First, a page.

• Always use a car restraint that meets Australian standards.

Here are more important car and pedestrian safety tips:

  • Your car is an oven on wheels, and children can overheat very quickly if left inside. So never leave your child unattended in the car. If you have to duck into the shops, take your child with you. You might like to read more tips on car safety.
  • When you’re around roads, footpaths and carparks, always hold your child’s hand. Until the age of about 10, children aren’t able to keep themselves safe around traffic.
  • Kids do as you do, and they learn by example. So you can teach your child about pedestrian safety by always crossing at the lights or zebra crossing.

Stranger danger

As your preschooler’s world expands, there’ll be times when you won’t be there to keep him safe – for example, when he’s at preschool or a friend’s birthday party. Let him know that if you’re running late to pick him up, he should stay in a safe area, such as the preschool playground, until you arrive. It’s important he understands ‘stranger danger’ so he can stay safe, even when you’re not around.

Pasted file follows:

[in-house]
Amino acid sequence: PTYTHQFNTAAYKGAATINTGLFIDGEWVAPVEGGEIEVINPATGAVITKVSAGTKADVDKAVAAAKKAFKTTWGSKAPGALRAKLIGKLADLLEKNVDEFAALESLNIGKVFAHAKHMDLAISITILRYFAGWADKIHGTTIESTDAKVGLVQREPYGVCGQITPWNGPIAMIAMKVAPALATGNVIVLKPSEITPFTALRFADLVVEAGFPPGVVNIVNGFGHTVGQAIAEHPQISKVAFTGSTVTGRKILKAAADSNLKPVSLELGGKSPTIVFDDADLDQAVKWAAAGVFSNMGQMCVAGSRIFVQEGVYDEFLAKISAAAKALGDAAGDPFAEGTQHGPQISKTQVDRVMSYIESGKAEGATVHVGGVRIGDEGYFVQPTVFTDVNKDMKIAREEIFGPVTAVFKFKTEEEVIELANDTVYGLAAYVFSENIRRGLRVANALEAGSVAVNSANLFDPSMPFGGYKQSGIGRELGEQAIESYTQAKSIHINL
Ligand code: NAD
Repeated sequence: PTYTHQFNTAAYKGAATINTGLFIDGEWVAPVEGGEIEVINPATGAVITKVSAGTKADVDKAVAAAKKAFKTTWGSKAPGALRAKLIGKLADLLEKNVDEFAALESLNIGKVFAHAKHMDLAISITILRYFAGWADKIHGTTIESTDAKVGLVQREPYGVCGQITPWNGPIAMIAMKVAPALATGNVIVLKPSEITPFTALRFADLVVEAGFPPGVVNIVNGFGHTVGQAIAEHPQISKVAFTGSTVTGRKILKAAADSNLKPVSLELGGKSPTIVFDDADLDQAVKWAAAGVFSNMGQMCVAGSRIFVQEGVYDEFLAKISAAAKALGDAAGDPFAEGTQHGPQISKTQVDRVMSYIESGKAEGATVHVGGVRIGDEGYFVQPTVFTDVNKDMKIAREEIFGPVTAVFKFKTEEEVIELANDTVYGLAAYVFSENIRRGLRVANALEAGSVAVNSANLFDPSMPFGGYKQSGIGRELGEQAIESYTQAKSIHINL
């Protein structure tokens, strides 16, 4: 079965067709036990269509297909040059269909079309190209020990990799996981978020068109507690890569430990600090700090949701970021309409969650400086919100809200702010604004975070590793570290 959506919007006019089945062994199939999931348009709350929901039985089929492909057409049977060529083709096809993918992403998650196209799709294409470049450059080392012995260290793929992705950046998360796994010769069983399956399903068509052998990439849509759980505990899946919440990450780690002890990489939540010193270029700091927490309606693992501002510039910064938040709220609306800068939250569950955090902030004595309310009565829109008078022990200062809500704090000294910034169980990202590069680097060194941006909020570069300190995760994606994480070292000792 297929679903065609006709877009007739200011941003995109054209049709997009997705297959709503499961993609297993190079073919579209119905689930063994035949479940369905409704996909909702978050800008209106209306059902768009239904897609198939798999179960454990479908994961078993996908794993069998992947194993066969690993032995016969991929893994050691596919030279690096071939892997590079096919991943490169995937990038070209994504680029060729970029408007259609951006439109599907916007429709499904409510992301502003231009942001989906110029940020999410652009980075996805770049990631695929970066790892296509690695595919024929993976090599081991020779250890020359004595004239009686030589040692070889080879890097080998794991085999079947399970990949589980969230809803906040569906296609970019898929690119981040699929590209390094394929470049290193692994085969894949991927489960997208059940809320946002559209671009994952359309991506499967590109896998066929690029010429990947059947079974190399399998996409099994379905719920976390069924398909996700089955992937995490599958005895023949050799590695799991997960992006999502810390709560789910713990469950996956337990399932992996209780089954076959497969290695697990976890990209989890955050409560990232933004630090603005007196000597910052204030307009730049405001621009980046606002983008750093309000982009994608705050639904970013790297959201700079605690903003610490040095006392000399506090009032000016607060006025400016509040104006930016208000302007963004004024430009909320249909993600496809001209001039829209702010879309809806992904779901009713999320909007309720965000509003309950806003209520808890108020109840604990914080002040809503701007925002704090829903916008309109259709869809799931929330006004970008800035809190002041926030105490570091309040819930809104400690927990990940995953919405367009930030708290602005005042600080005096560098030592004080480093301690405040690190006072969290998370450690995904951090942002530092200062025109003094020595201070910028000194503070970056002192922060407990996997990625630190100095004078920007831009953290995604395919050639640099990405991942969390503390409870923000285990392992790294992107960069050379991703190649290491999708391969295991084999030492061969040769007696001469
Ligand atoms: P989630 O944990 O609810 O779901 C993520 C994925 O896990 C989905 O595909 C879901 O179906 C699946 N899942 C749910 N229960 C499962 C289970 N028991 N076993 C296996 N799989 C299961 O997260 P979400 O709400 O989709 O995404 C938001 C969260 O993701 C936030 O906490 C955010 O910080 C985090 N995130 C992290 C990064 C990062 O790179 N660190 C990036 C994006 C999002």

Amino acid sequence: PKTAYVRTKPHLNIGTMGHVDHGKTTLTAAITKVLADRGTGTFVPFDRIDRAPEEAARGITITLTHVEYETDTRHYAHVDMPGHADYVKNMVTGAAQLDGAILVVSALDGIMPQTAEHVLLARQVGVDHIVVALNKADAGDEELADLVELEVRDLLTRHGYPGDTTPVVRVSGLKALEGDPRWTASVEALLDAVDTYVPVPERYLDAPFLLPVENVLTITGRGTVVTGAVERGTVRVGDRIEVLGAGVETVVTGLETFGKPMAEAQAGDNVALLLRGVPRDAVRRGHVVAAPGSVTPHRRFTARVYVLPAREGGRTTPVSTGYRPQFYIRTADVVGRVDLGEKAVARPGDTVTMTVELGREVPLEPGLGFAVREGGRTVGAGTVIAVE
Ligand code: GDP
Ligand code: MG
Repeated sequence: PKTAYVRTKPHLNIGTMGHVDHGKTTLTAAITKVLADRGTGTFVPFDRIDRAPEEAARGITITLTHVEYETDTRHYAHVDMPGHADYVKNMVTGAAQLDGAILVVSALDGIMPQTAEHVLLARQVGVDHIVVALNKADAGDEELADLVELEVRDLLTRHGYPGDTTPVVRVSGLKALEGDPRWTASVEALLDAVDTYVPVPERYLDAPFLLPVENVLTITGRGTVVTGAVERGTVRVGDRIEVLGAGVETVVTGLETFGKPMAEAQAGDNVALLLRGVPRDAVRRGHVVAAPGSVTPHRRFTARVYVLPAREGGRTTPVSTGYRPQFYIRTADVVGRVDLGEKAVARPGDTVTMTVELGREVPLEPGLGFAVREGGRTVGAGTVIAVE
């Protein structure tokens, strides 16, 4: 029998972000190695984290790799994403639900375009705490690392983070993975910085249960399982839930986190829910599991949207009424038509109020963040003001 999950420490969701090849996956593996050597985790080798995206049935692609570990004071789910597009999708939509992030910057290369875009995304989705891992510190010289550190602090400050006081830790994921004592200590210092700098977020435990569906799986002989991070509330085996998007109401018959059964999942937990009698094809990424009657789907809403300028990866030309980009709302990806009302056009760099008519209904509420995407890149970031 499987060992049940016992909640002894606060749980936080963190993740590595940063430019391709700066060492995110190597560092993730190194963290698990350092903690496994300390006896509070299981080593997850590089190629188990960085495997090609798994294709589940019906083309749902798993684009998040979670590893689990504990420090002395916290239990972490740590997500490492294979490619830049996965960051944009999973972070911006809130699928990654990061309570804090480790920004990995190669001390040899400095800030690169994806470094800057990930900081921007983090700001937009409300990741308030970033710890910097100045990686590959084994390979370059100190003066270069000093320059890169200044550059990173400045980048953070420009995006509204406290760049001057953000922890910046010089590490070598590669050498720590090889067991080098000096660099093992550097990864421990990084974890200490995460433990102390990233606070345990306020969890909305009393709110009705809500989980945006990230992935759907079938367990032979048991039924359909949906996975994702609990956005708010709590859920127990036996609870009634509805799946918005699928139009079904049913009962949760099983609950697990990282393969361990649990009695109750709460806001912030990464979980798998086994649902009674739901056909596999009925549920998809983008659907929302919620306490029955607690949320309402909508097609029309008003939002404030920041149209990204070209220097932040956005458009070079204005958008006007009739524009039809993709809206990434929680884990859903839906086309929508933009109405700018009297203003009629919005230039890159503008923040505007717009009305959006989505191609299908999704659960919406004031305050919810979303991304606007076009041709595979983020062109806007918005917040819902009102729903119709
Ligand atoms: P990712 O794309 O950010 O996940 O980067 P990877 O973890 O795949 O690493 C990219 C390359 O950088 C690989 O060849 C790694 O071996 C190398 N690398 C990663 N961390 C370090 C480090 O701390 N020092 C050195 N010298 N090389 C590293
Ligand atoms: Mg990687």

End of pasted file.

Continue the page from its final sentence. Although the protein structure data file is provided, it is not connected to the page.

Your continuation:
• Add to favourites
  • Create pdf
  • Print
  • Email
  • Rated 4 Stars (3) ratings Rate this item
  • Feedback Tell us what you think of this item
  • Your story Share your parenting tips
  • Newsletter snippet: Preschooler safety: in a nutshell

    By Raising Children Network

    With their boundless energy, preschoolers love to run, climb and crawl. They can learn simple safety rules, but they still need your guidance and attention.

    Outdoor safety

    • Playgrounds are fun but the risk of falling is real, so watch your child at all times.
    • Dress your preschooler in well-fitting protective gear when bikes, skateboards, rollerblades or other toys with wheels are involved.
    • Always watch your child when he’s playing in or with water.
    • Use a child restraint or booster seat in the car.
    • Never leave your child alone in the car.
    • Hold hands when crossing a road or car park.
    • Always cross at the lights.
    • Teach your preschooler about ‘stranger danger’.

    Safety at home

    • Secure wobbly furniture.
    • Use corner protectors on sharp furniture.
    • Secure windows or balconies.
    • Store medicines, cleaners and chemicals out of reach.
    • Keep your preschooler away from hot surfaces.

    This article is an extract only. For more information, visit

    Sourced from the Raising Children Network's comprehensive and quality-assured Australian parenting website

  • Last Updated 03-08-2011
  • Last Reviewed 31-05-2010